My husband is an only child.
It's hard to come to the point where you take control of your parents, but it does seem like it's time for him to start making some changes.
HI and welcome to the board - I can feel for your situation.
Perhaps you need to explain to your dh that while his parents may want things to stay the same and you know he wants to honor that, things change. His parents are getting older and they need help.
I agree with the others that your local Area Agency on Aging can be of great help. Check the Whitepages for a listing. Call them or visit the website to find out more about what they can and can't do to assist your in-laws. They can be a valuable resource and also help point the way to other resources you may not be aware of.
I would also encourage your DH to see a counselor about his guilt and reluctance to exercise his authority to help his parents. Denial goes both ways. It's very hard for me to watch my own mother age. At 84 she's not an invalid and she's voluntarily changed her lifestyle to accommodate her issues, but it's still hard to see her get older and fail. I'm sure your husband is just trying to put off the inevidable of dealing with the fact his parents are elderly and can no longer be 100% independent.
This is not an easy situation to negotiate. There's a lot of emotional baggage tied up in this and it isn't as simple as nagging your husband to 'man up' to the situation, as you imply. Your in-laws and your DH are obviously having a hard time accepting that they need help, which is not unusual. It implies a loss of independence and control, and acknowledging frailty and mortality. These are very hard to do.
I think the suggestions other posters have made about involving a third party if possible would be very helpful. Someone who could make a thorough assessment of the kinds of help and support your in-laws need and help you to persuade them to accept it would remove the guilt and pressure lying solely on your DH and you. It also might help your DH come to terms with the changes.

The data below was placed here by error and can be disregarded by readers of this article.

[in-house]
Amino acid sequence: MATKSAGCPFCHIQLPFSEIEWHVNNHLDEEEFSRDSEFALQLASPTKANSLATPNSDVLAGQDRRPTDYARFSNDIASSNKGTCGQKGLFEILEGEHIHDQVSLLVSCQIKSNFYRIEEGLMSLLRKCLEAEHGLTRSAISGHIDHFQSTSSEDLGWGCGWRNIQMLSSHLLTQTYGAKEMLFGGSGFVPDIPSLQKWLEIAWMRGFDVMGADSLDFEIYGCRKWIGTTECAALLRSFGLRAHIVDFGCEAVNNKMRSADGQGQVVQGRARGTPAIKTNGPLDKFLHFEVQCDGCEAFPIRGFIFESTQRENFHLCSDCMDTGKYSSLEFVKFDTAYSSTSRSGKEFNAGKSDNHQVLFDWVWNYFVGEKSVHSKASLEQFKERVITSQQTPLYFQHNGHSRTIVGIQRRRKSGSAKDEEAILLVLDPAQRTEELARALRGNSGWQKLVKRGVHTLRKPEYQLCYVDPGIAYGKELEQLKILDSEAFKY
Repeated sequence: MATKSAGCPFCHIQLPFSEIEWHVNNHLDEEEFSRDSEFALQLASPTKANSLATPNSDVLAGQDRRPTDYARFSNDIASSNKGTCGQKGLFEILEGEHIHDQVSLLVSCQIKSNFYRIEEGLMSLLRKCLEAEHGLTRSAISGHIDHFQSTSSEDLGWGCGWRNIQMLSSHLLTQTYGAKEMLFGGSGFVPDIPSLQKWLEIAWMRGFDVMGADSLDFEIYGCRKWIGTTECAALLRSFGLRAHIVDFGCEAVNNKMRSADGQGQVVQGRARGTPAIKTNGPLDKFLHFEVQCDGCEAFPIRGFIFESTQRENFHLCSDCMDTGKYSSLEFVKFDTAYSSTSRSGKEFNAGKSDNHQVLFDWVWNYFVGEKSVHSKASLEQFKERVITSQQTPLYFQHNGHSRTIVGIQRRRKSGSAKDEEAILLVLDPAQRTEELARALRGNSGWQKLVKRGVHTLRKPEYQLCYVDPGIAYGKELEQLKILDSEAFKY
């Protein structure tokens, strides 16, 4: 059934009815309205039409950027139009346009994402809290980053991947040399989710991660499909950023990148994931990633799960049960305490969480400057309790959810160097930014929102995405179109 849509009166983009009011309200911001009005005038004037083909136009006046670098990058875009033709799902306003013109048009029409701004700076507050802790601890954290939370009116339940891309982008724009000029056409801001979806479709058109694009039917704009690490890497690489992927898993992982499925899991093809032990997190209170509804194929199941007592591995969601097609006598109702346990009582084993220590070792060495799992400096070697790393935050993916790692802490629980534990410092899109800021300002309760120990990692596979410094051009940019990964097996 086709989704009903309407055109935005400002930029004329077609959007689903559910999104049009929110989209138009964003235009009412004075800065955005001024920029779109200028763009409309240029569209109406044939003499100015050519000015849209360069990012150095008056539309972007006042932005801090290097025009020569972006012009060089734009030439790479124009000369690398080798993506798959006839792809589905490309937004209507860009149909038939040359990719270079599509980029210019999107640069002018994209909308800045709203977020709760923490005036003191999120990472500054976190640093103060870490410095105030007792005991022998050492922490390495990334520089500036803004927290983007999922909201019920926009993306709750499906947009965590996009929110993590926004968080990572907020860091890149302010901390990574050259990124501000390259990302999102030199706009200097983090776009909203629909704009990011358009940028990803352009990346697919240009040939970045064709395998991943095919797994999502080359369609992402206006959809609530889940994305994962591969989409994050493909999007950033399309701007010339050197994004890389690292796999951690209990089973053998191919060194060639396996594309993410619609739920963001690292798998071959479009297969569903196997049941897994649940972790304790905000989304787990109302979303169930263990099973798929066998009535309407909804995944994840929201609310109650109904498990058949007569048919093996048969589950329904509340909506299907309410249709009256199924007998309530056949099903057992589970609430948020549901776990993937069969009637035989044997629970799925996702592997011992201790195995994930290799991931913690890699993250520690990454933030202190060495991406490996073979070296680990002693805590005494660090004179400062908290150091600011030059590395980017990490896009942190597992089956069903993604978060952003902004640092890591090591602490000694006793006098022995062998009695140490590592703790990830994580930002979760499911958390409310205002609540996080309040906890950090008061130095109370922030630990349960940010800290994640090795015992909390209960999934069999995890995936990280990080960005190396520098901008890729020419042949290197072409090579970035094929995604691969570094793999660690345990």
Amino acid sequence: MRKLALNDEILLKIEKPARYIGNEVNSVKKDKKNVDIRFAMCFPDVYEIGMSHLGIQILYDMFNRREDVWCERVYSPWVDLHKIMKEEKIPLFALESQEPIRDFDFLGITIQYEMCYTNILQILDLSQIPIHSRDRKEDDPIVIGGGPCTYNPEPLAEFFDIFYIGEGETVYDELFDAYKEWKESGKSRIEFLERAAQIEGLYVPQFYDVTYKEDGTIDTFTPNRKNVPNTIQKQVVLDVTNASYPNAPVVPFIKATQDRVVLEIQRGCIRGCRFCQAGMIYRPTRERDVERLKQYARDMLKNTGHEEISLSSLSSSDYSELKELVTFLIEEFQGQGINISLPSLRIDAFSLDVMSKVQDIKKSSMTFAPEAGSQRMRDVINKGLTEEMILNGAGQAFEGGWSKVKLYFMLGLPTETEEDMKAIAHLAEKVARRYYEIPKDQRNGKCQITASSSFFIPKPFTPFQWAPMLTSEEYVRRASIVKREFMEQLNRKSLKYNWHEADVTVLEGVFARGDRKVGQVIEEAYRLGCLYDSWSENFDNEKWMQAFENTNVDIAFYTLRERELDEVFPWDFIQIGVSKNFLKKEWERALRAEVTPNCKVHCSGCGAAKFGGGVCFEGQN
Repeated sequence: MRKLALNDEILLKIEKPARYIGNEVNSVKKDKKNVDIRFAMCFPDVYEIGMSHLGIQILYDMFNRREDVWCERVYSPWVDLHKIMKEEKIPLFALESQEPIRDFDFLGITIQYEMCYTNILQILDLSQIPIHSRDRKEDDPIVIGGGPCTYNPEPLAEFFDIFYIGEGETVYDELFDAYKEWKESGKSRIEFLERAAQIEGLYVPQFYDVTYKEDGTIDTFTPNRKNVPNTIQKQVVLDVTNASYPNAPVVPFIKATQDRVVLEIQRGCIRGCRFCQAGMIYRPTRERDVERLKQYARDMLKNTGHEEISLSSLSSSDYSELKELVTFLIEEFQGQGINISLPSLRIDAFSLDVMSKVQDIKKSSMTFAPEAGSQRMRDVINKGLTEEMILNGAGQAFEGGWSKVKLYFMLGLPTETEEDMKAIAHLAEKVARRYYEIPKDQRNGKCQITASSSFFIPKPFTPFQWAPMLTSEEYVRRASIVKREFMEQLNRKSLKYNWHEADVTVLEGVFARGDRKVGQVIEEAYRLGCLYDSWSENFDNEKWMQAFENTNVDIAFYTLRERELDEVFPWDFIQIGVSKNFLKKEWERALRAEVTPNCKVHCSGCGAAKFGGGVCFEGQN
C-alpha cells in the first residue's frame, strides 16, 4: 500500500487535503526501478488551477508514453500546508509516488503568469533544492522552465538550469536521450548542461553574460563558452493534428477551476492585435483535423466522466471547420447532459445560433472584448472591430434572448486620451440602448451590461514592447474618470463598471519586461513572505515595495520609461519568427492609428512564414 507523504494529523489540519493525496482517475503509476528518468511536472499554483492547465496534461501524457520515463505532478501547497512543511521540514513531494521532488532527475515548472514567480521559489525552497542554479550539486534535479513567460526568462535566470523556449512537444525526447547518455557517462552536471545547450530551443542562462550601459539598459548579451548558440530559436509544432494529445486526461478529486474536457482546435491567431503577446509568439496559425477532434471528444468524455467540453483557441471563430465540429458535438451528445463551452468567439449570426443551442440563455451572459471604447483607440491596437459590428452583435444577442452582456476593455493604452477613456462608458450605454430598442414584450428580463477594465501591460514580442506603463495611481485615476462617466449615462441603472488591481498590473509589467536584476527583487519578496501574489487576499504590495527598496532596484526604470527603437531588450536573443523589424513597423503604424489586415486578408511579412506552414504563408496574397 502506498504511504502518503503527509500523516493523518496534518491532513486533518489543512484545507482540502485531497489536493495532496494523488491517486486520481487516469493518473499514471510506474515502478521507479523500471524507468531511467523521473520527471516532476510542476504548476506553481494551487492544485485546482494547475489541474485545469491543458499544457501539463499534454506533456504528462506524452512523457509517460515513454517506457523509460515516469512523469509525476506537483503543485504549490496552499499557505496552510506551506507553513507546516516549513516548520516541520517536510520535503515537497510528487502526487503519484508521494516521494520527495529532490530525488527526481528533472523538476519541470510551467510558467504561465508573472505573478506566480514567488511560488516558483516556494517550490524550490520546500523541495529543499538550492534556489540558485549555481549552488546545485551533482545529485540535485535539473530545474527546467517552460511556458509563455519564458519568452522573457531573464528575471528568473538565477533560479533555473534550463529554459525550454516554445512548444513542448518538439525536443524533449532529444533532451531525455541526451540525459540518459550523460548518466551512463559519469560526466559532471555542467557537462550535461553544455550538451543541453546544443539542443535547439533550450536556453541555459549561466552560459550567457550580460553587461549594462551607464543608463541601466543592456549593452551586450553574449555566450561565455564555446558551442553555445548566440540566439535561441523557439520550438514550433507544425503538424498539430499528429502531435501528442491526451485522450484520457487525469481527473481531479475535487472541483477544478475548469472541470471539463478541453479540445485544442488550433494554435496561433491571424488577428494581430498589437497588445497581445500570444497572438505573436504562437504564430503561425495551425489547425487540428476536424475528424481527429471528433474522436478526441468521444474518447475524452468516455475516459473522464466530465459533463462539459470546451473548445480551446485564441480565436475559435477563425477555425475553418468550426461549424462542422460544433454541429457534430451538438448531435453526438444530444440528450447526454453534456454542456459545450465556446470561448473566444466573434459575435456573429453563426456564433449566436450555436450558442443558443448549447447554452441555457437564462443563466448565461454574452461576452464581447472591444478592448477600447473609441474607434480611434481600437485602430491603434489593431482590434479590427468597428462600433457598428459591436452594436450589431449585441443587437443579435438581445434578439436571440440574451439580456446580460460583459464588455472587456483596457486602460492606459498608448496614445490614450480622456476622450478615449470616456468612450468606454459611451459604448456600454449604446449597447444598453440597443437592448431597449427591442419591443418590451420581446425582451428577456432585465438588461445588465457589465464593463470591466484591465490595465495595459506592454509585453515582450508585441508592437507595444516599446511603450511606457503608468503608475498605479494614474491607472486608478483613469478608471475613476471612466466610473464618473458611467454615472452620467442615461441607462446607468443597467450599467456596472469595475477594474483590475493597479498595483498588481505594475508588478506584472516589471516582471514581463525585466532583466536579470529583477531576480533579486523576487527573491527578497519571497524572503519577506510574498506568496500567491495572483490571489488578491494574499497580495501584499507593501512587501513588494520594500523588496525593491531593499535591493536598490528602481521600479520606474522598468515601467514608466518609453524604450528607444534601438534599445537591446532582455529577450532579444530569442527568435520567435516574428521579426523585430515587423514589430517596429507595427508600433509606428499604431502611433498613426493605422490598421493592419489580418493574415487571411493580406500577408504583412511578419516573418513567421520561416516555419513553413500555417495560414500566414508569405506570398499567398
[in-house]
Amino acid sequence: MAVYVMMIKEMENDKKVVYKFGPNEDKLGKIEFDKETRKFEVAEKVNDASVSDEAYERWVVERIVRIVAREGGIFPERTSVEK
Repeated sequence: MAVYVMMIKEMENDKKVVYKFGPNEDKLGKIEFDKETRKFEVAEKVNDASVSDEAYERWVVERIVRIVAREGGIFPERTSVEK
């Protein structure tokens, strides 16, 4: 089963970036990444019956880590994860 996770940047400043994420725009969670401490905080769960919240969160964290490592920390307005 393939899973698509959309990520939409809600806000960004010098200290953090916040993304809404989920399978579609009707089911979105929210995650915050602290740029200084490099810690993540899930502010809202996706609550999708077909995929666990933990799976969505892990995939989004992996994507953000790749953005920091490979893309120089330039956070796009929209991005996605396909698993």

What might make it easier for your in-laws is if you can find a way of getting them to accept help and support without them losing control and independence. Often this is easier to achieve if people have *paid* help rather than relying on relatives and friends. It is easier to ask someone you employ to do something than to have a 'burden of gratitute' to a son or daughter-in-law. That way they maintain control and might feel less like they are losing their independence than if they have to be looked after by someone they raised. It can be helpful if you disentangle caring 'about' from caring 'for' your in-laws. The former is fine and to do with love, and obligations, and emotional ties. The latter implies a disempowering relationship that infantilises the 'cared-for' and is probably what your in-laws are resistant to. If you have paid carers to do the 'caring-for' bit, it frees you up to do the 'caring-about' bit and might make relations easier.
"My definition of housework is to sweep the room with a glance"
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When my mother began failing due to her Alzheimer's, it was difficult for her to understand that things weren't as they always were.
Have your ILs recently been to an assisited living facility?
Thanks for all of your responses.
I hope that what I am writing to you will not offend you. But here goes. My husband has a bad heart and I have cancer. We are both in our 60's We have a home and until recently had another house. Up until two years ago we had our only son as our POA we had to change that because he turned on us as we got sicker.We got scared of what he would do to us.